In a delightful — and necessary — sign of a furious protest, students in New Jersey left their classrooms yesterday and took to the streets to reject the absolute decimation of their schools by newly elected governor Chris Christie. Christie cut $820 million from the schools in an effort to keep a campaign promise to reduce spending. The protest was inspired by, and directed through, a Facebook movement to fight back against an unfair budget axe.
With their protests, the students sought to send a message to Gov. Christopher J. Christie, a Republican whose reductions in state aid to education had led many districts to cut staff and programs and to ask for larger-than-usual property tax increases. Mr. Christie, who has taken on the state’s largest teachers’ union in his efforts to close an $11 billion deficit, has proposed reducing direct aid to nearly 600 districts by an amount equal to up to 5 percent of each district’s operating budget.
“It feels like he is taking money from us, and we’re already poor,” said Johanna Pagan, 16, a sophomore at West Side High School in Newark, who feared her school would lose teachers and extracurricular programs because of the governor’s cuts. “The schools here have bad reputations, and we need aid and we need programs to develop.”
Michael Drewniak, the governor’s press secretary, released a statement on Tuesday saying that students belonged in the classroom. “It is also our firm hope that the students were motivated by youthful rebellion or spring fever,” Mr. Drewniak said, “and not by encouragement from any one-sided view of the current budget crisis in New Jersey.”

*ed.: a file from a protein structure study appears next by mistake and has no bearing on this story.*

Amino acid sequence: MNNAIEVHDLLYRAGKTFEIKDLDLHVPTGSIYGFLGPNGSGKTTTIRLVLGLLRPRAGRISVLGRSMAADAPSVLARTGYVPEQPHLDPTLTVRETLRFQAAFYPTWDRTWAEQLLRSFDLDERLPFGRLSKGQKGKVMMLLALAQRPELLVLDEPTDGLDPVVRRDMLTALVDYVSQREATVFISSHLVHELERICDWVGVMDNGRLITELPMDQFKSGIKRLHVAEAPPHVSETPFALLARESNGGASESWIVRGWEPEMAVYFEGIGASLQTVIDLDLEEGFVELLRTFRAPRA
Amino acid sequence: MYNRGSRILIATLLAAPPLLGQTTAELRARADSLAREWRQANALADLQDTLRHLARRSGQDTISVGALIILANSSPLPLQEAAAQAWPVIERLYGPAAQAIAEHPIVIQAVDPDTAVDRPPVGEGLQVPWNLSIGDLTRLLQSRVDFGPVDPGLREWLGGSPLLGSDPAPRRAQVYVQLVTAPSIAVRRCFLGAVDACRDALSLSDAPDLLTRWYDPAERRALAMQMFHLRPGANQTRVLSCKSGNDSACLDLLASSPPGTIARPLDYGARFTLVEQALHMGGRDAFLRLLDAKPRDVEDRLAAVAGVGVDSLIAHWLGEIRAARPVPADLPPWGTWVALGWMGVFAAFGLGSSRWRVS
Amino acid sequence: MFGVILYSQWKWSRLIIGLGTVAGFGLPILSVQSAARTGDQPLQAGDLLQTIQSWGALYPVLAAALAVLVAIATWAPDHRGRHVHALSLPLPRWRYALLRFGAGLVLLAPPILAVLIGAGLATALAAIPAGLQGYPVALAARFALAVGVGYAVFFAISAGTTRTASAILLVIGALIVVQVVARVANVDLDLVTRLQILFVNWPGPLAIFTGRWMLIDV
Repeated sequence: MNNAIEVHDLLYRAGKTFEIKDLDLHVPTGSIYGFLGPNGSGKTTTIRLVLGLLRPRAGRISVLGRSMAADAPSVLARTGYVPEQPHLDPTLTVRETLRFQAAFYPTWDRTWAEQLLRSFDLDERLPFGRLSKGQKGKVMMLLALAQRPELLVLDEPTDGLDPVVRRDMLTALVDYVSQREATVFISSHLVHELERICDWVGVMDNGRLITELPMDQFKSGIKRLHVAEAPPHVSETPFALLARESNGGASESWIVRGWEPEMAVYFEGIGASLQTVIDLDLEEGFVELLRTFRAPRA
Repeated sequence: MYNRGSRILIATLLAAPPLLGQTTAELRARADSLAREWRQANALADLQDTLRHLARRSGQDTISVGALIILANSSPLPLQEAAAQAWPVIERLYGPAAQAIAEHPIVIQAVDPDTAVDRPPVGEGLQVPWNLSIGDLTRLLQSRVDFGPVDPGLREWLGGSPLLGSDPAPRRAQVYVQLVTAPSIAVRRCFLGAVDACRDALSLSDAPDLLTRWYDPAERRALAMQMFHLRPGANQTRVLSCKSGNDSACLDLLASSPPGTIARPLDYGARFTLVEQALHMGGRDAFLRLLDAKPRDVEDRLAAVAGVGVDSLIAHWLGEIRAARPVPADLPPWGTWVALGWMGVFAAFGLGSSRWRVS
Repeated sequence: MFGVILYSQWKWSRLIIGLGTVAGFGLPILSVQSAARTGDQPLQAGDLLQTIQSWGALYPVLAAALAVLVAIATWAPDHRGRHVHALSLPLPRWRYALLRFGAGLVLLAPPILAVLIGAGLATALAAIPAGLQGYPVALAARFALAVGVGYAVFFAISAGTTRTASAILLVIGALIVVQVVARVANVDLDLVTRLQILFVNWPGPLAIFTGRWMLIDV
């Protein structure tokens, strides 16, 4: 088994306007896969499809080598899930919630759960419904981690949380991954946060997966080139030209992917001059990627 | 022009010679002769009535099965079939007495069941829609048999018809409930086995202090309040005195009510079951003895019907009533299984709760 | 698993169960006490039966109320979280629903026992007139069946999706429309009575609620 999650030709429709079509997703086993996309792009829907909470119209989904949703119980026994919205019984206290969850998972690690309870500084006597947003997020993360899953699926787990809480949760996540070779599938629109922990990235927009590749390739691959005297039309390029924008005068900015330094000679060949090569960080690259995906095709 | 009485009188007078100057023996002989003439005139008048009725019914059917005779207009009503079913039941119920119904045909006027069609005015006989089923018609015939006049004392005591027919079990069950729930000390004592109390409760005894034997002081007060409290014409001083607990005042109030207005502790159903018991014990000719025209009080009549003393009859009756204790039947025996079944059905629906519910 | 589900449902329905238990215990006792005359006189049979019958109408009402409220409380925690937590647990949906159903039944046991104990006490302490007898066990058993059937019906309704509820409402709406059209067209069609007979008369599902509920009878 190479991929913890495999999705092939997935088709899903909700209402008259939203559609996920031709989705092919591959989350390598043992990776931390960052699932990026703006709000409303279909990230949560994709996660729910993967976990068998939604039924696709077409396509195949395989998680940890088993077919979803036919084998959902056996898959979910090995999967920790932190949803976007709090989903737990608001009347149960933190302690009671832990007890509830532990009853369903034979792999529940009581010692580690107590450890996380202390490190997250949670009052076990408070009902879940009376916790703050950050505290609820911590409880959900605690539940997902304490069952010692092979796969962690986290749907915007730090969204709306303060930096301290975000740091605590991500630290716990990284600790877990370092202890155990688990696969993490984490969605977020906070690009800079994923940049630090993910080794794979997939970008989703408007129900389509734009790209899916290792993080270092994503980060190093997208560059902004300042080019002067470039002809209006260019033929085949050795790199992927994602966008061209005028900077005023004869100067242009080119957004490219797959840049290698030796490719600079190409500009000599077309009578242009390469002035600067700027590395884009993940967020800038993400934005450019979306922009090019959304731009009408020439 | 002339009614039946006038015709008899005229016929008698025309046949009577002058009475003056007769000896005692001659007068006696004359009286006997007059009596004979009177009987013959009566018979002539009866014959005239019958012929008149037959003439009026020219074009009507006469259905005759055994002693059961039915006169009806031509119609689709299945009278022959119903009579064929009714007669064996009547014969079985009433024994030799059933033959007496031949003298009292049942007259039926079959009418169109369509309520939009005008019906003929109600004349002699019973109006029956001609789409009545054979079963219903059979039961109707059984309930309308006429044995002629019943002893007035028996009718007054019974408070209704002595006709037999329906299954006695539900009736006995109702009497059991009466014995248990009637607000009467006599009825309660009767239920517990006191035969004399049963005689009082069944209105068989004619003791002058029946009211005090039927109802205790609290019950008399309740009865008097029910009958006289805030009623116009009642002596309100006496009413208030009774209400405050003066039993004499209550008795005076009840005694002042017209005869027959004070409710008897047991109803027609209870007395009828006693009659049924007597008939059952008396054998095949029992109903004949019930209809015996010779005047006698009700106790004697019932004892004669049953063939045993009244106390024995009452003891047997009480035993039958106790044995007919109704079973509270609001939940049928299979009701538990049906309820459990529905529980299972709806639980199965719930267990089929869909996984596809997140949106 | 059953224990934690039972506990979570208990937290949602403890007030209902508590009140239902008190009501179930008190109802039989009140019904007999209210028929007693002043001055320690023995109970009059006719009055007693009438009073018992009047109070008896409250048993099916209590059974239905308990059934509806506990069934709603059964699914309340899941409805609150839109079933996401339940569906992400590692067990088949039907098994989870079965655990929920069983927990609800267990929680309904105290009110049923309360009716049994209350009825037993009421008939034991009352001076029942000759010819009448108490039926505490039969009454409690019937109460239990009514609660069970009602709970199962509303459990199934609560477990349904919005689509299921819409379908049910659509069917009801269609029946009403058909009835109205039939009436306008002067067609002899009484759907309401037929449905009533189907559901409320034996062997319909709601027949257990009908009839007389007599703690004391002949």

It doesn’t help the situation when Michael Drewniak belittles the valiant effort of the students to be heard against the political din by labeling their action “spring fever.”
Why can’t the governor’s office be gracious in their dark dimming of New Jersey classrooms?
Why not congratulate the students on their want to be heard and appropriately educated?
Why not celebrate the inspiration instead of demeaning the result?
New Jersey needs to spend more money on education, not less, because, as we’re about to find out — idle minds pressed into the street instead of a classroom seat — find ways to entertain their bored minds with petty, public annoyances, and other, more devastating criminal acts in order to pay the rent and feed empty bellies when the diploma fails.
Governor Christie must be cautious — because one fatal swing of his budget axe might look like a quick education solution — but that cutting arc of the mind can quickly create an endless budget bleeding elsewhere as the criminal courts swell and prison populations rise in sympathetic response.